Anatomy of a Dish: Roast Chicken at Poste
Robert Weland’s take on the classic comfort food was created with one diner in mind—his Mom.
Ask Chef Rob Weland to talk about the most important dish on the menu at Poste, and he first talks about his mom. And not because he’s nostalgic for the comfort food of his childhood. “Whenever my mom went to restaurants, she’d always order the chicken to be polite,” says the shaggy-haired young chef. “It was usually the least expensive thing. I wouldn’t want her, or someone like her, to be disappointed.”
So while Weland is painstaking with all his creations—including a beef tartare with house-made brioche and a lusty braised rabbit with poppy-seed tagliatelle—he makes sure his roasted chicken receives extra attention to detail.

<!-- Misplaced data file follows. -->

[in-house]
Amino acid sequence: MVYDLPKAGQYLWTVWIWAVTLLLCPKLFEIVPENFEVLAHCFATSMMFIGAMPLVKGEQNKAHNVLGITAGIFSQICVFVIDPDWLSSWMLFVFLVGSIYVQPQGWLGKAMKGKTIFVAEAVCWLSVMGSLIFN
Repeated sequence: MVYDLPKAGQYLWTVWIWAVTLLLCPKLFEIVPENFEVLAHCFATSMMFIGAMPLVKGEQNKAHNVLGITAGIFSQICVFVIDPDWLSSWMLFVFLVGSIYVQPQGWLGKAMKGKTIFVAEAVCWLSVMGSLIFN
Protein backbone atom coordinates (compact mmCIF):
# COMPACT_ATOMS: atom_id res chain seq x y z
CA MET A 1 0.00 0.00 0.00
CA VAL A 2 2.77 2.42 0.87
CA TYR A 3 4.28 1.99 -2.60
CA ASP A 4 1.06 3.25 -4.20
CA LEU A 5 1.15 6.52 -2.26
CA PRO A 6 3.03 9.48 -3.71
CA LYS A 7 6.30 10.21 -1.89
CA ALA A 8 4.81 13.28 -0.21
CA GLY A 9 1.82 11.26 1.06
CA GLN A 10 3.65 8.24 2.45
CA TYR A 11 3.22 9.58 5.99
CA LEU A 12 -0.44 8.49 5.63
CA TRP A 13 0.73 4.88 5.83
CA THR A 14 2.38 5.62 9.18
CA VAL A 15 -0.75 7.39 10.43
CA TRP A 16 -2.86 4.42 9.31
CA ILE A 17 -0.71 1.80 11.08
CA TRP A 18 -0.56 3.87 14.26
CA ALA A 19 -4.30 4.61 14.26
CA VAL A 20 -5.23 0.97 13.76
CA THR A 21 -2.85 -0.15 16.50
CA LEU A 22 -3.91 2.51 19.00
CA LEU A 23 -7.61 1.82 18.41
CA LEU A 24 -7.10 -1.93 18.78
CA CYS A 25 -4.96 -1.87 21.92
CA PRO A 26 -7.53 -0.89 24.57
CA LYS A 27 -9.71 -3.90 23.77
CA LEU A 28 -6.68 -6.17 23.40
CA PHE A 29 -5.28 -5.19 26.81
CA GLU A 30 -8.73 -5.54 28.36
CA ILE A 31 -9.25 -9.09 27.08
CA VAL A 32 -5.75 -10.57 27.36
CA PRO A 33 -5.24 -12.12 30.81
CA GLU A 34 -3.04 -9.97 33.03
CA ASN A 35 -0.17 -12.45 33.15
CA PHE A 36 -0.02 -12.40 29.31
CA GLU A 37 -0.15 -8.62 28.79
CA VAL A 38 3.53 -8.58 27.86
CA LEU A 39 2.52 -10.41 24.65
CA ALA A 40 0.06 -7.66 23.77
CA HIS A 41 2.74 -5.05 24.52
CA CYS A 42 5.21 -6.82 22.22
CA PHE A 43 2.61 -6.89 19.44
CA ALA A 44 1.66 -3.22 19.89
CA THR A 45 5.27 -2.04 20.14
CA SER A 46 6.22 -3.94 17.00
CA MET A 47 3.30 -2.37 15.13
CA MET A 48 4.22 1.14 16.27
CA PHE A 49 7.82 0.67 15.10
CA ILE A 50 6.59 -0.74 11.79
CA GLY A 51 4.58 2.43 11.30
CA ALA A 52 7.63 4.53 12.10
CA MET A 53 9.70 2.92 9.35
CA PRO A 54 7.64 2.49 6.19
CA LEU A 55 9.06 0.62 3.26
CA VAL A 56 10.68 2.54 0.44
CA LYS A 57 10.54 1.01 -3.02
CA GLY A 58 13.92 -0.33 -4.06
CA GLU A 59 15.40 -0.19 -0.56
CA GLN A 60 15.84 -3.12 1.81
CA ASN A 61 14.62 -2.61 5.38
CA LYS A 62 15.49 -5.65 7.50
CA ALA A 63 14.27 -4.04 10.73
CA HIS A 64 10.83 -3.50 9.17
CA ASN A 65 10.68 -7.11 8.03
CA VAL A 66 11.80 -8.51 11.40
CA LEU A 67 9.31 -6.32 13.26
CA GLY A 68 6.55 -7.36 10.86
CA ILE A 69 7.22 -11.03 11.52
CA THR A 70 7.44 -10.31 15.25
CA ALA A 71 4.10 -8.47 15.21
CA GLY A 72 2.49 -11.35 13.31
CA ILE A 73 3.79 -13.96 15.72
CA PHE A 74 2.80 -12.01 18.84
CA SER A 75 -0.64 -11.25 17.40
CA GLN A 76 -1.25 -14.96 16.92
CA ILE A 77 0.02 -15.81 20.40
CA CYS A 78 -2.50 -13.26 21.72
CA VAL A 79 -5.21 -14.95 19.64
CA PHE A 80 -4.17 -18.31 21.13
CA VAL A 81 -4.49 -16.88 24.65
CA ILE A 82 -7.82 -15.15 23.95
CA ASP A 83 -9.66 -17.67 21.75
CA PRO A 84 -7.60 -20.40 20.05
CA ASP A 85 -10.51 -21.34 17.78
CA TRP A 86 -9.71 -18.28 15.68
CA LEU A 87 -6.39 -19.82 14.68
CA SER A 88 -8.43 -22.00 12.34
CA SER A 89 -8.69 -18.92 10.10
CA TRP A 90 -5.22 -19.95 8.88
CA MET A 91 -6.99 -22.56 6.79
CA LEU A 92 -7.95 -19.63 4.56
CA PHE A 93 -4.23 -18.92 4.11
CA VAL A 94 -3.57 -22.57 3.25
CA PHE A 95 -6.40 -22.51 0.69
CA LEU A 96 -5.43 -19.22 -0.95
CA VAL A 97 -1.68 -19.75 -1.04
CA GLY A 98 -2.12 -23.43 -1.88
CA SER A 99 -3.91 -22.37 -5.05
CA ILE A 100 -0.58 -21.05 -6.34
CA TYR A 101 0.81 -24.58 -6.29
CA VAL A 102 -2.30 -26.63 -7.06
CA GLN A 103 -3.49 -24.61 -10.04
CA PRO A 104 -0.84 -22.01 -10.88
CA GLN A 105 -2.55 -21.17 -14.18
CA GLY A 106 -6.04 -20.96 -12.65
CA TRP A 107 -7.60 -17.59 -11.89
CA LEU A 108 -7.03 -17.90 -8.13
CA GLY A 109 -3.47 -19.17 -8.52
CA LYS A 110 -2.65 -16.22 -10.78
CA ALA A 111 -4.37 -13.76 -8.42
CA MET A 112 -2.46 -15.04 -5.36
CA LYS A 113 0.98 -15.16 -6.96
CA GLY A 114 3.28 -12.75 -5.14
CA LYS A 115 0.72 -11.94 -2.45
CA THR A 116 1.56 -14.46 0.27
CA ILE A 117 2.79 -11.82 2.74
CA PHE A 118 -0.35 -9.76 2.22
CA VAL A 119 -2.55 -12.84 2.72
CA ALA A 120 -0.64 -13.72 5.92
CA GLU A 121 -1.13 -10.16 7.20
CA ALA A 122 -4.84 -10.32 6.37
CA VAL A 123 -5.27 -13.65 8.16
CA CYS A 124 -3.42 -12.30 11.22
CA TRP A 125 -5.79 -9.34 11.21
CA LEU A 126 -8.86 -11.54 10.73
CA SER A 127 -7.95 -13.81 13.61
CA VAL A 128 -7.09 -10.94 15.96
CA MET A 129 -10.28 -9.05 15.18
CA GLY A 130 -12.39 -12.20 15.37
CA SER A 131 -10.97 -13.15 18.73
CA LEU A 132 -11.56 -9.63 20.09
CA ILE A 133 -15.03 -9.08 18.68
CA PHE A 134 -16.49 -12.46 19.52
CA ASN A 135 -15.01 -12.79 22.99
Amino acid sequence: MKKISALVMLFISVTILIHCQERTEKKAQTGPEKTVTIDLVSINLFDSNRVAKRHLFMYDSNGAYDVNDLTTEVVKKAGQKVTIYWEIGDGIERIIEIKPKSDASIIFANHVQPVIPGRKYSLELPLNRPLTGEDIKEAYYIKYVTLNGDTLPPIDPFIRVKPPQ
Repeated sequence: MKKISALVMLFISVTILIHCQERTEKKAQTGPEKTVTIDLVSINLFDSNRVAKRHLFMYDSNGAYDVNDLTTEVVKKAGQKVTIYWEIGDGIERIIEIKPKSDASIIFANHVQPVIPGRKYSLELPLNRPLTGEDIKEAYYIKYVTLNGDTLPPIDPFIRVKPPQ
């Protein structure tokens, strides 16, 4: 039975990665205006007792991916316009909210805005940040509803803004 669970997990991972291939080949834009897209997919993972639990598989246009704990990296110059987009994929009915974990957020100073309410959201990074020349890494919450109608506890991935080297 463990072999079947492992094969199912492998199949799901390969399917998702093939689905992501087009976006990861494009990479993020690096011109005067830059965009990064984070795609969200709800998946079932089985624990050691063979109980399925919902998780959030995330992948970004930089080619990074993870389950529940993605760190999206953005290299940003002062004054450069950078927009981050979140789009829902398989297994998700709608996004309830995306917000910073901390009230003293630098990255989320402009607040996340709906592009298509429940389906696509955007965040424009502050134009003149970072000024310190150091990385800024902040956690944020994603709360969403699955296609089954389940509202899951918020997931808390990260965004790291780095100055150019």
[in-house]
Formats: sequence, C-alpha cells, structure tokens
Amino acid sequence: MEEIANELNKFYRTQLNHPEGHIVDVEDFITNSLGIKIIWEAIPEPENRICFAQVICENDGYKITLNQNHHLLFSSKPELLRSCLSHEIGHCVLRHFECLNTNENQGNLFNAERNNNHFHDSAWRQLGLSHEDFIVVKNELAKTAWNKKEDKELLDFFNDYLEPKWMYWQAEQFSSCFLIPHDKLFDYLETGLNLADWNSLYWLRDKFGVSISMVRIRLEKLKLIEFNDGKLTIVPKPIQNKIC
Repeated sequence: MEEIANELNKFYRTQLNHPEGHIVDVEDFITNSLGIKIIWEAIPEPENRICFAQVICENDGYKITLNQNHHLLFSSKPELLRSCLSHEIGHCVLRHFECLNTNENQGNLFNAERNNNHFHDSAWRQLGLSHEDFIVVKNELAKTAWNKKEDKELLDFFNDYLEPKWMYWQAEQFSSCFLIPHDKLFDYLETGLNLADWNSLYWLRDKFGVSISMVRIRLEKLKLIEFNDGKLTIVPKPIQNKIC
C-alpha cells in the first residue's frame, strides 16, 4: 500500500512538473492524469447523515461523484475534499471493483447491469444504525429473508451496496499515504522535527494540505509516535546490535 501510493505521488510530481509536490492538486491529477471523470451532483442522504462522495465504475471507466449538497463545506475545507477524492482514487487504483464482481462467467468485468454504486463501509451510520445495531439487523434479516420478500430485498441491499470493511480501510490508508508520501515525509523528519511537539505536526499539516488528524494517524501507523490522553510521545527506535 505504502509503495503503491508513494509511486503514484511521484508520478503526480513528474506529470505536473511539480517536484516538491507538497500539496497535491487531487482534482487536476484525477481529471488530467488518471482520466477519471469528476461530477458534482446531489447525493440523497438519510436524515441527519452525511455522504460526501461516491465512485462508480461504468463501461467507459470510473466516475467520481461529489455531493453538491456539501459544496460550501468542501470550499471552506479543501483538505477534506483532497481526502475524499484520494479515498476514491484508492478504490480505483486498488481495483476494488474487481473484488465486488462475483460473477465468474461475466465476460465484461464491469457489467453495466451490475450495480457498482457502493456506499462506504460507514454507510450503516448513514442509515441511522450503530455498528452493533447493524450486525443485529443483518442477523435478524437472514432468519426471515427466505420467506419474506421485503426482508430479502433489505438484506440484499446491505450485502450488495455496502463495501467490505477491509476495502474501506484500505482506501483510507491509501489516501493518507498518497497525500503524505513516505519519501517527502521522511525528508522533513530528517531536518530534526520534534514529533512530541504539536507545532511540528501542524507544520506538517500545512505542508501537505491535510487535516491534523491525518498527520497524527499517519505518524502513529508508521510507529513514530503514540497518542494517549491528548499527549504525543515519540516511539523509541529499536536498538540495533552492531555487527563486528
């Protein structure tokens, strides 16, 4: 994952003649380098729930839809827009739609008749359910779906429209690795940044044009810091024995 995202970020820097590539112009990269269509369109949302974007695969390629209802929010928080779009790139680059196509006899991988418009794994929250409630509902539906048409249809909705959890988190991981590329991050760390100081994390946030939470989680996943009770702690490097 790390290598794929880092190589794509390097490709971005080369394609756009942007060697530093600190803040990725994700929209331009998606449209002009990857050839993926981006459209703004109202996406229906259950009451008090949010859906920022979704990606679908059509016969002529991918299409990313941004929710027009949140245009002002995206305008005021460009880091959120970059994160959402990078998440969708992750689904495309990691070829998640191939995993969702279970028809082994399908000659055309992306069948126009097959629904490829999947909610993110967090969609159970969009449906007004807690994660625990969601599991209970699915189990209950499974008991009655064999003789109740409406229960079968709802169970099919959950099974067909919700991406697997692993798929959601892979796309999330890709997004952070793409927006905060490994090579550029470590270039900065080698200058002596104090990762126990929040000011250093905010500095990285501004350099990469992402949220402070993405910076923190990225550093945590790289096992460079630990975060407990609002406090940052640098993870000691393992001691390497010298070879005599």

Weland’s bird of choice is a three-pound, organically raised free-ranger from Eberly Poultry, which buys from Amish farms in Pennsylvania. The leaner chickens, he says, “taste more like the really fresh chicken I had when I was working as a cook in France.”
Every cook has his own way of roasting a chicken. Weland’s takes time. He starts one, sometimes two, days in advance, cutting up the birds and letting them soak in a brine—water, sugar, salt, thyme, bay leaf, and whatever herbs are poking up in his garden—which keeps the meat from drying out. When he’s ready to cook, he pan-roasts a breast and thigh to caramelize the skin. Then he pulls an old Italian trick known as the “brick method,” though instead of a brick, he sets another pan atop the chicken—the weight causes the fat beneath the skin to render, moistening the meat—and slips it in a 400-degree convection oven for 15 minutes.
The result of these tricks is a dish so simple and delicious—burnished, crackling skin concealing tender, rosy meat—and, at $19, so affordable that even a picky mom could love it.